There was evidence on the part of appellant that tended to contradict appellee's testimony. However, the jury has settled all fact issues in favor of appellee. We do not attempt to detail all the testimony. It suffices to say that we think, when all the testimony is considered, the jury could well have found for appellee on any one, or all, of the three defenses, supra, interposed by appellee. The principles of law announced in Lacey v. Humphres,196 Ark. 72, 116 S.W.2d 345, apply here.

    The court instructed the jury that if they should find from a preponderance of all the testimony that the improvements placed upon the land in controversy by Rice *Page 284 were located upon land belonging to Mrs. Holimon, and lying east of the established division line and were placed thereon after he had been advised by appellant that the land belonged to her, then they should find for appellant, but that if they should find that the improvements placed upon the land involved lie west of said division line, then their verdict should be for appellee.

    On the issue of estoppel, the court instructed: "6. If you find from a preponderance of all of the evidence in the case that the lands upon which said improvements are now located lie east of the above described line and formerly belonged to the plaintiff but that she knowingly stood by, observed and watched the defendant, Rice, make said improvements thereon without making protest or advising the defendant that said lands belonged to her, then you are told that she is estopped from claiming any interest, title or right thereto and your verdict will be for the defendants."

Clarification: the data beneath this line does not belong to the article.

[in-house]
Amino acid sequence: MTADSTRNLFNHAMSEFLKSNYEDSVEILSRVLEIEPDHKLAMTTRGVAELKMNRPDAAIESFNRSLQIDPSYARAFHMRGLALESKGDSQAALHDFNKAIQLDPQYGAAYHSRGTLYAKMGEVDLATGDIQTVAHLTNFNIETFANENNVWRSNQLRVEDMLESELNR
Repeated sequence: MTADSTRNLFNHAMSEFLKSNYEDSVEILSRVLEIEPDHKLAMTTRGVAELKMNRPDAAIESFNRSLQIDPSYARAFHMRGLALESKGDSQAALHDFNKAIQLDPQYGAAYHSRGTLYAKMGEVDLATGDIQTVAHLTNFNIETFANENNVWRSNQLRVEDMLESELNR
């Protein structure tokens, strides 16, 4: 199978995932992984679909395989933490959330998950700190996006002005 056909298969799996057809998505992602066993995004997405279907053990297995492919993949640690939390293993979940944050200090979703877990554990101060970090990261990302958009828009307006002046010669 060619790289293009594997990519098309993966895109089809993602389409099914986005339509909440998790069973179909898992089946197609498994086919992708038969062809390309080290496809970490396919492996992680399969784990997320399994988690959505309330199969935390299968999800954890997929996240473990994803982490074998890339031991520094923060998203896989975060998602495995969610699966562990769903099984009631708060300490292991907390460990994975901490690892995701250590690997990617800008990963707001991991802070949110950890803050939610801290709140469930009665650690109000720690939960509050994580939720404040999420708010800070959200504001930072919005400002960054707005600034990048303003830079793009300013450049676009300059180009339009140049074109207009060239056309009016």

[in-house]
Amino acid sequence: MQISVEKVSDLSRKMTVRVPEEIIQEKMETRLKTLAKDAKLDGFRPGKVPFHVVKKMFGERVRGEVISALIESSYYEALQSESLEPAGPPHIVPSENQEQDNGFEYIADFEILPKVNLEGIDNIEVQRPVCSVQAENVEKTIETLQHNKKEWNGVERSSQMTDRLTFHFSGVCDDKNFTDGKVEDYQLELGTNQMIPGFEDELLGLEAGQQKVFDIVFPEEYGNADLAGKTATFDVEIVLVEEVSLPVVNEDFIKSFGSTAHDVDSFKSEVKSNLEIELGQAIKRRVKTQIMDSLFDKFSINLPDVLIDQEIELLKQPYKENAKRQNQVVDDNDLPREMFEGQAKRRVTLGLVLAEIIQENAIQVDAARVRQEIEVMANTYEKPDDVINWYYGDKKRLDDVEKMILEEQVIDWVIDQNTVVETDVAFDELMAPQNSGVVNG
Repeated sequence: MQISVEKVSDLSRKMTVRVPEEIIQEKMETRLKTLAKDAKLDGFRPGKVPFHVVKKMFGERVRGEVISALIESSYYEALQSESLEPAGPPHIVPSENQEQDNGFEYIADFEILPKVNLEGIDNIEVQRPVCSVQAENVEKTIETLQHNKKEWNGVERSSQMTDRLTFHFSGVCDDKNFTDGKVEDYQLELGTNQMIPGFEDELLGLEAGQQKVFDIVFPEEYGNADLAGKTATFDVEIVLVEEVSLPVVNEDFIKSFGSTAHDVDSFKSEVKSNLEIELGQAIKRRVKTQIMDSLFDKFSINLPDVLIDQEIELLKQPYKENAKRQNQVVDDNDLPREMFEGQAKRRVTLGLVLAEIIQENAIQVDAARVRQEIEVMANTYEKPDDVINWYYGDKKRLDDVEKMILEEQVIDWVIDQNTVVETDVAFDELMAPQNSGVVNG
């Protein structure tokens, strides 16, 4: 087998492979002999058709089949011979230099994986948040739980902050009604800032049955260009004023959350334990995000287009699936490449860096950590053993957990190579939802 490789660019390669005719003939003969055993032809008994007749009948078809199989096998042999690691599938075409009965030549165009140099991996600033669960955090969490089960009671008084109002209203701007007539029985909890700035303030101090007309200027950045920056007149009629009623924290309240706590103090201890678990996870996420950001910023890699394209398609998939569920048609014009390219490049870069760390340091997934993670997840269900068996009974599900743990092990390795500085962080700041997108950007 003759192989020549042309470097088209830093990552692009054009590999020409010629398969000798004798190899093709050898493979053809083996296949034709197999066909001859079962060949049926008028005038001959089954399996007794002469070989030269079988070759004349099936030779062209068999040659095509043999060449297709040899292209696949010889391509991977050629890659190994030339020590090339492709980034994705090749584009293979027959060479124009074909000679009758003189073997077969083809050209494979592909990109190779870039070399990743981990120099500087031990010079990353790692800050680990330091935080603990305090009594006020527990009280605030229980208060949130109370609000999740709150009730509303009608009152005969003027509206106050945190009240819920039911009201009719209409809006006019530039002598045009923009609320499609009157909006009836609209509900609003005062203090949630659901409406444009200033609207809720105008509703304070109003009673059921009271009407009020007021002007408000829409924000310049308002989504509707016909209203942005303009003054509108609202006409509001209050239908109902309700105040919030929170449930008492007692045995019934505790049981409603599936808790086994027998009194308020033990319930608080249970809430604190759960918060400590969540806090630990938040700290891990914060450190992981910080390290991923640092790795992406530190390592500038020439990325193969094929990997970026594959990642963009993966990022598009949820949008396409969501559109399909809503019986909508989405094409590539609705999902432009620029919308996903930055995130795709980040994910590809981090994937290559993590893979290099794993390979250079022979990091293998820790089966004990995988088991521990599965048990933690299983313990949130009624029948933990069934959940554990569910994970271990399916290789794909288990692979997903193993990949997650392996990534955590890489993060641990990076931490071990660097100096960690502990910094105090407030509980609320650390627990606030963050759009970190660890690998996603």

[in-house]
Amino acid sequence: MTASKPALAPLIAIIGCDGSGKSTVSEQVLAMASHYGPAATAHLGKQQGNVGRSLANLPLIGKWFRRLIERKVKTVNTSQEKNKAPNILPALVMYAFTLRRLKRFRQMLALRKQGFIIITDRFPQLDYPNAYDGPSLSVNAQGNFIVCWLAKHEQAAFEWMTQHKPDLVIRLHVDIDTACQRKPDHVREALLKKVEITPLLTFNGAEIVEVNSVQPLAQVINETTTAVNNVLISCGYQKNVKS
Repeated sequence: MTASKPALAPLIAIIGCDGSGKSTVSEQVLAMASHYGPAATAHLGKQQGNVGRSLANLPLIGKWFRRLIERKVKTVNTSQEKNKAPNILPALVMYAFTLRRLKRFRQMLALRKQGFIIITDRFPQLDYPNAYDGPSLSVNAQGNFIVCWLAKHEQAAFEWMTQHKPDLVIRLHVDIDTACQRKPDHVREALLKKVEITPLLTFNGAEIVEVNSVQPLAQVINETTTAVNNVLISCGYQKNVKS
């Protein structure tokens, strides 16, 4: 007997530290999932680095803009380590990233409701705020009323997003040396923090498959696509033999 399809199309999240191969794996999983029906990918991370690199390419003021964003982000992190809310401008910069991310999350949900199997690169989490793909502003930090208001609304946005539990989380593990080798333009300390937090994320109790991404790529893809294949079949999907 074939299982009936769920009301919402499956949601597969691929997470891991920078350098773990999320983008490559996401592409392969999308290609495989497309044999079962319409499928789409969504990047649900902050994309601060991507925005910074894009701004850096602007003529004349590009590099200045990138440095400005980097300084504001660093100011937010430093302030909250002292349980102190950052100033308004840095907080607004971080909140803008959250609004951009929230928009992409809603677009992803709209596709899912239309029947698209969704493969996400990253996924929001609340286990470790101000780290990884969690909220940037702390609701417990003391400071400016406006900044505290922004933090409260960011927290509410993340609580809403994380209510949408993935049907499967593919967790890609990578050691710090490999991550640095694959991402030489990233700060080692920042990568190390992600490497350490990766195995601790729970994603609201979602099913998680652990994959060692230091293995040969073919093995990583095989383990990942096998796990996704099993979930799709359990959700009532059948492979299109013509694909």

On the issue of adverse possession, the court instructed: "11. If you find from a preponderance of all of the evidence in the case that the defendant has for a period of seven consecutive years last past openly, notoriously, hostilely, adversely and peaceably occupied, possessed and claimed the lands upon which said improvements are located, although the same lie east of the above described line on land which formerly belonged to the plaintiff, the defendant has obtained title thereto under adverse possession and you will find for the defendants, Rice and Stell."